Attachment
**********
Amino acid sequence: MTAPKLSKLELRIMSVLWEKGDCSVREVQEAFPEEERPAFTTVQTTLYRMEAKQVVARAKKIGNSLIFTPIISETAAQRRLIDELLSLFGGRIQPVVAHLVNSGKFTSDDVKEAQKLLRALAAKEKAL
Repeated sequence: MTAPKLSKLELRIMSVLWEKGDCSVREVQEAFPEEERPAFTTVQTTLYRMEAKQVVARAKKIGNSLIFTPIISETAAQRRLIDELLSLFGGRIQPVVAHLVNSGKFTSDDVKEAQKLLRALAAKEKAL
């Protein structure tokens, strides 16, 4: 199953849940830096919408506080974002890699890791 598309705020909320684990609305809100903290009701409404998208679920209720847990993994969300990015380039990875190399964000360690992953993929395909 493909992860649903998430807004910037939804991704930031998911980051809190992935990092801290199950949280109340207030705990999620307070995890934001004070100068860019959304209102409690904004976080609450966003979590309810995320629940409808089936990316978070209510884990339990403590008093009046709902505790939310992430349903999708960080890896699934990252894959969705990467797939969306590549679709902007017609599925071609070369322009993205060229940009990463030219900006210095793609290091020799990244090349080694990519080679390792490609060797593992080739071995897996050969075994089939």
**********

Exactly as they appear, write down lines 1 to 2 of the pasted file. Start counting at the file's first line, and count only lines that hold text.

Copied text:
Amino acid sequence: MTAPKLSKLELRIMSVLWEKGDCSVREVQEAFPEEERPAFTTVQTTLYRMEAKQVVARAKKIGNSLIFTPIISETAAQRRLIDELLSLFGGRIQPVVAHLVNSGKFTSDDVKEAQKLLRALAAKEKAL
Repeated sequence: MTAPKLSKLELRIMSVLWEKGDCSVREVQEAFPEEERPAFTTVQTTLYRMEAKQVVARAKKIGNSLIFTPIISETAAQRRLIDELLSLFGGRIQPVVAHLVNSGKFTSDDVKEAQKLLRALAAKEKAL